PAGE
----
That was Trevon Bluiett, Xavier's leading scorer at 15.1 points per game (4.1 more than anyone else) and the producer of six of the team's 14 games with 20 or more points.

    Bluiett upped his scoring from 11 points per game as a freshman thanks to an improved three-point stroke that saw him make 39.8 percent of his long balls. Xavier went 28-6 last season, and its record when Bluiett sank at least three three-pointers was 13-3.

14. Indiana: James Blackmon Jr.

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    Brian Spurlock-USA TODAY Sports

    Year: Junior

    Position: Guard

    Height, weight: 6'3”, 184 lbs

    Last season started off promising for James Blackmon Jr., who averaged 15.8 points per game and shot 46.3 percent from three-point range in Indiana's first 13 games. Those were the only ones he'd get to play, though, after he tore his ACL in December.

    Blackmon was on pace for a big year, and though the Hoosiers weren't lacking for weapons, they still felt his absence. Now he heads into 2016-17 as likely the go-to offensive player, at least on the perimeter, but he'll need to be more consistent and not rely on volume.

    His 15.8 points per game came on 11.7 shots, and in Indiana's three losses while he was available, he was a combined 11-of-32 for 32 points. In the other 10 games, he was 62-of-120 and averaged 17.4 points.

13. Purdue: Vince Edwards

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    Justin Edmonds/Getty Images

    Year: Junior

    Position: Forward

    Height, weight: 6'8”, 225 lbs

    Big man Caleb Swanigan had the potential to be a dominant force in the paint, one who could break rims by putting all of his 250 or so pounds behind every dunk. Instead, he struggled on the offensive end during his freshman year, and Purdue had to look to others for offensive efficiency last season.

    Vince Edwards routinely took on that role of the go-to scorer, managing to be the Boilermakers' top three-point shooter (40.7 percent) and best foul shooter (82 percent). He also ranked second in scoring (11.3), third in rebounding (5.4) and first in assists (2.9), a product of Purdue's inability to settle on a point guard.

    Most of Edwards' biggest games last season came on the road or in neutral-site games, including all three of his 20-point efforts.

12. Gonzaga: Nigel Williams-Goss

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    Joe Nicholson-USA TODAY Sports

    Year: Junior

    Position: Guard

    Height, weight: 6'3”, 185 lbs

    Nigel Williams-Goss was Washington's leading scorer and assist man as a sophomore in 2014-15, but that was on a team that went 16-15 and finished 11th in the Pac-12. Unhappy with the direction that program was headed, Williams-Goss felt it was better to sit out a year and go somewhere else "for the stability aspect," per Percy Allen of the Seattle Times.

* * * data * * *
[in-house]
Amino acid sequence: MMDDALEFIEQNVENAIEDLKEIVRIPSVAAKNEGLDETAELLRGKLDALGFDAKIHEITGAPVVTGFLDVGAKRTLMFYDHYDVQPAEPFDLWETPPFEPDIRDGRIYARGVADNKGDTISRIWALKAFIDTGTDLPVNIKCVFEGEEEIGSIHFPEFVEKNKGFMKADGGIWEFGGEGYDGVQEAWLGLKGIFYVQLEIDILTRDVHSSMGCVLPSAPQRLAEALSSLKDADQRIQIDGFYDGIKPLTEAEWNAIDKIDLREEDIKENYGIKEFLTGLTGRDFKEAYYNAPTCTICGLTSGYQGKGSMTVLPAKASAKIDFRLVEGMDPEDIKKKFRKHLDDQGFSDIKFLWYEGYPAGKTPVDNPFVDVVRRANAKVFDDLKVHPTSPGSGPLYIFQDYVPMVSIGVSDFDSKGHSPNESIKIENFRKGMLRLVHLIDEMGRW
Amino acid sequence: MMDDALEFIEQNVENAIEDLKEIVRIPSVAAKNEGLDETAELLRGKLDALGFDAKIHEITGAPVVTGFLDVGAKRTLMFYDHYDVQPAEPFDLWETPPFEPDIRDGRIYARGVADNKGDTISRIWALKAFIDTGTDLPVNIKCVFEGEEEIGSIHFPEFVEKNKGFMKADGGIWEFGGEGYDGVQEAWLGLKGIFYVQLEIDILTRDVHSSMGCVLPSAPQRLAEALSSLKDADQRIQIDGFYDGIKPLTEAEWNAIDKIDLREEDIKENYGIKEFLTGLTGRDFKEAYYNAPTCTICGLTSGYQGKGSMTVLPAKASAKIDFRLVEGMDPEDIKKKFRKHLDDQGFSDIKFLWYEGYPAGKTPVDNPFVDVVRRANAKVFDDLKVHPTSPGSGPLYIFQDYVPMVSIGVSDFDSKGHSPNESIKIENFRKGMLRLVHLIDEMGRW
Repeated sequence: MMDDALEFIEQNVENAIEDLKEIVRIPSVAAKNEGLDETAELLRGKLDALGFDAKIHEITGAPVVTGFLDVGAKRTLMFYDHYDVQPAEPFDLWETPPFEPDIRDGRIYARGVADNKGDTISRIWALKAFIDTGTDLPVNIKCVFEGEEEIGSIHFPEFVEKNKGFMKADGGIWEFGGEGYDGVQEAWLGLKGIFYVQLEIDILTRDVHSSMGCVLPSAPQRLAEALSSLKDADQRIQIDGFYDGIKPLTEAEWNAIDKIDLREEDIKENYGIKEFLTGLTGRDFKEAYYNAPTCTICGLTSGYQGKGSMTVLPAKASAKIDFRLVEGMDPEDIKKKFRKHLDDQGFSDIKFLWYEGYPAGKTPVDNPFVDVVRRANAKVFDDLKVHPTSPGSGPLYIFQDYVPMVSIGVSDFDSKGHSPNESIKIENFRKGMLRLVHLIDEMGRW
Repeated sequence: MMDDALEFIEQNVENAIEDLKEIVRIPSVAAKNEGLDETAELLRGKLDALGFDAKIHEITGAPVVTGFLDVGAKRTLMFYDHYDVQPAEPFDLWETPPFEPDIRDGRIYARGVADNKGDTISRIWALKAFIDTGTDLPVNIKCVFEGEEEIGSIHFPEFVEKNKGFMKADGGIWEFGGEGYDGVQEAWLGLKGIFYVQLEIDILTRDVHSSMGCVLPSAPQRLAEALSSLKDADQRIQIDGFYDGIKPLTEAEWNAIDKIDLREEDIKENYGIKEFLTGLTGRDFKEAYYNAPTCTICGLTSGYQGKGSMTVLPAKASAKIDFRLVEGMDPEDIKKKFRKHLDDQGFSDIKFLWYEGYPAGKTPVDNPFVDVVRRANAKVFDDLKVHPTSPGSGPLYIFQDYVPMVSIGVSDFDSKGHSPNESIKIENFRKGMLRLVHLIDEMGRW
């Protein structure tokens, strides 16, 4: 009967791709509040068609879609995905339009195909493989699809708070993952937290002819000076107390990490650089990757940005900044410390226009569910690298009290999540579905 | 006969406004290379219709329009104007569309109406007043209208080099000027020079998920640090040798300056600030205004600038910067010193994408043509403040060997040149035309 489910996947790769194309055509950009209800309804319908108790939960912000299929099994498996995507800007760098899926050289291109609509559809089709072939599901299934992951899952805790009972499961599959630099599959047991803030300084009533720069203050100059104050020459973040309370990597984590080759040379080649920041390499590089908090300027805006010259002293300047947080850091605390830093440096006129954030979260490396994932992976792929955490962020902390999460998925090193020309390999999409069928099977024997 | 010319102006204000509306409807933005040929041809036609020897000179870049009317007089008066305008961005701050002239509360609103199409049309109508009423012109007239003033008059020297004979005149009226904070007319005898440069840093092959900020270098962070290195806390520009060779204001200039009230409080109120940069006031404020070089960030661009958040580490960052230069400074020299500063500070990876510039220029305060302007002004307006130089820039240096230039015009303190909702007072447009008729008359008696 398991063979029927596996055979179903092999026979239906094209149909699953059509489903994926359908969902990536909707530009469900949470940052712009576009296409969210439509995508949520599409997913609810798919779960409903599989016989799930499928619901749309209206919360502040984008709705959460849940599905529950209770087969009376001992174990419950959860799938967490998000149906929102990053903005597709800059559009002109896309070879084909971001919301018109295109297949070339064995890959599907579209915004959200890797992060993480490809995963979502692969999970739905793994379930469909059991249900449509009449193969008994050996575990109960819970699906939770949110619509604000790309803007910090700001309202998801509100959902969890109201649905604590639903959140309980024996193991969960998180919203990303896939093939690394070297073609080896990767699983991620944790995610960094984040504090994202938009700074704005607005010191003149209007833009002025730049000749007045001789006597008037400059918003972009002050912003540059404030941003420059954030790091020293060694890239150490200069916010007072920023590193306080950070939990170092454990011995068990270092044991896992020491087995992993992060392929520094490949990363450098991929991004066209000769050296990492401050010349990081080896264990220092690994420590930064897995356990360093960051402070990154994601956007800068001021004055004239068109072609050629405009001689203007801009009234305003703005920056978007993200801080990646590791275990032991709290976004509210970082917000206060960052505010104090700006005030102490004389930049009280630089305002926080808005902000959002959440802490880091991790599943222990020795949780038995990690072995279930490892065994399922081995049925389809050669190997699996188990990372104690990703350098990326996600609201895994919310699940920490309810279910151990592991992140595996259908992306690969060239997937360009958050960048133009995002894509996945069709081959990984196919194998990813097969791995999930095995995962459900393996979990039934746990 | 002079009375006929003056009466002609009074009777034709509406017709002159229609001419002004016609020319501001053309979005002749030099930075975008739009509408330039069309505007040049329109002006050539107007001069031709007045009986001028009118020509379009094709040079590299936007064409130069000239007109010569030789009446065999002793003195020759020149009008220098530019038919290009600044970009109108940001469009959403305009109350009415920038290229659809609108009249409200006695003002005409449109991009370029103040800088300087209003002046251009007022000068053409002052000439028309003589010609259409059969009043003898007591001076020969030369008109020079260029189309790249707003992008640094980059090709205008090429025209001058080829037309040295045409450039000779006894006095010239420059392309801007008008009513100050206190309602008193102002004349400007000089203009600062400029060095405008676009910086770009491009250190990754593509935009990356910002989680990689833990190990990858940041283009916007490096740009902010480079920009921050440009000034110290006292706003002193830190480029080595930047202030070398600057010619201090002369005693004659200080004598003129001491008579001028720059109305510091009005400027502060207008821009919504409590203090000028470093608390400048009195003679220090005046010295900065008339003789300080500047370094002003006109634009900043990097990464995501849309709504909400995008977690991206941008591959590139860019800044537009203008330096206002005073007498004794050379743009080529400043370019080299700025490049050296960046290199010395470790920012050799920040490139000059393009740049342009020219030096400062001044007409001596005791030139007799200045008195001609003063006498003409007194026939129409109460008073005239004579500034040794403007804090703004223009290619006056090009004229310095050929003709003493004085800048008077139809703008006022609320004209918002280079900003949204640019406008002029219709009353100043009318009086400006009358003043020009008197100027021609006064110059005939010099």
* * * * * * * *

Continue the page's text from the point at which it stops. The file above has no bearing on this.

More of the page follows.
Gonzaga won the sweepstakes, knowing it would have an instant-offense player in 2016-17 when Kyle Wiltjer and likely Domantas Sabonis would be gone. That duo combined to average 38 points per game and poured in 20 or more on 32 occasions.

    Williams-Goss won't replace all of that production, but he can score as much as the Bulldogs will need. He had seven 20-point games in 2014-15, including 28 against Utah in the regular-season finale, and only 20 percent of his shots that season were three-pointers.

11. Michigan State: Miles Bridges

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    Brian Spurlock-USA TODAY Sports

    Year: Freshman

    Position: Forward

    Height, weight: 6'8”, 230 lbs

    Denzel Valentine was by far Michigan State's most explosive player in 2015-16, though sharpshooter Bryn Forbes could go off when he found his rhythm from the perimeter. If one or both of them struggled, though, the Spartans had trouble finding offense.

    So imagine what MSU might look like this season had it not known that electric prospect Miles Bridges was coming in. An in-state product who signed with the program in November, he'd have likely played for the Spartans as a high school senior because they "didn't have anyone who possessed the dynamic and game-changing ability" of Bridges, per ESPN.com's Jeff Borzello.

    Bridges has the potential to be an all-around contributor similar to what LSU had last season in Ben Simmons, though with more willingness to take over a game offensively and shoot from everywhere.

10. Wisconsin: Nigel Hayes

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    Michael Hickey/Getty Images

    Year: Senior

    Position: Forward

    Height, weight: 6'7”, 245 lbs

    Wisconsin was among the bottom 20 percent nationally in scoring last season at 67.8 points per game, which made it difficult to identify someone capable of blowing up. Nigel Hayes was the closest thing the Badgers had to a big-time scorer, though he did so with some inefficient numbers.

    Hayes averaged a team- and career-high 15.7 points per game, but that came on 36.8 percent shooting. Each season has seen him move farther from the basket in an effort to develop the jump shot he'll need to make it at the next level, which has also reduced his opportunities to drive and use his strength to get to the rim.